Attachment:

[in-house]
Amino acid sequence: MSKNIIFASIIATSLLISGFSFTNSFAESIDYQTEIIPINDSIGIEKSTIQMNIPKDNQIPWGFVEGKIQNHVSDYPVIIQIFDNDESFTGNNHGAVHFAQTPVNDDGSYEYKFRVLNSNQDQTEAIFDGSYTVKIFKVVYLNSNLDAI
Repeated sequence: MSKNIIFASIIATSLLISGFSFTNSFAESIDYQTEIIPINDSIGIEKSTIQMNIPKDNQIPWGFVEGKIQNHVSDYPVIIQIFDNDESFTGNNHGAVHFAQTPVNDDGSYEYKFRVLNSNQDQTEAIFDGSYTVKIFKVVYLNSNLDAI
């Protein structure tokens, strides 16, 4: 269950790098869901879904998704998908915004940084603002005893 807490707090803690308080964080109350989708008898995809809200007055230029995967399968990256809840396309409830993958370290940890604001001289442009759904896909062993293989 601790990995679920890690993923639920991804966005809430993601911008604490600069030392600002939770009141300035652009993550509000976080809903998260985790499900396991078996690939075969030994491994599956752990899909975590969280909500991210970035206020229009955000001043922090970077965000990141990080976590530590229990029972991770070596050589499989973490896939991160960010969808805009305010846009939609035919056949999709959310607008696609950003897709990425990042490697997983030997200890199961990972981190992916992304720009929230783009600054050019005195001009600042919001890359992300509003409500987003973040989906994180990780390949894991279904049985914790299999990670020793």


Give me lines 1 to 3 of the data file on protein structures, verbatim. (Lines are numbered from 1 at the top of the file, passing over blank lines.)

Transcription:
[in-house]
Amino acid sequence: MSKNIIFASIIATSLLISGFSFTNSFAESIDYQTEIIPINDSIGIEKSTIQMNIPKDNQIPWGFVEGKIQNHVSDYPVIIQIFDNDESFTGNNHGAVHFAQTPVNDDGSYEYKFRVLNSNQDQTEAIFDGSYTVKIFKVVYLNSNLDAI
Repeated sequence: MSKNIIFASIIATSLLISGFSFTNSFAESIDYQTEIIPINDSIGIEKSTIQMNIPKDNQIPWGFVEGKIQNHVSDYPVIIQIFDNDESFTGNNHGAVHFAQTPVNDDGSYEYKFRVLNSNQDQTEAIFDGSYTVKIFKVVYLNSNLDAI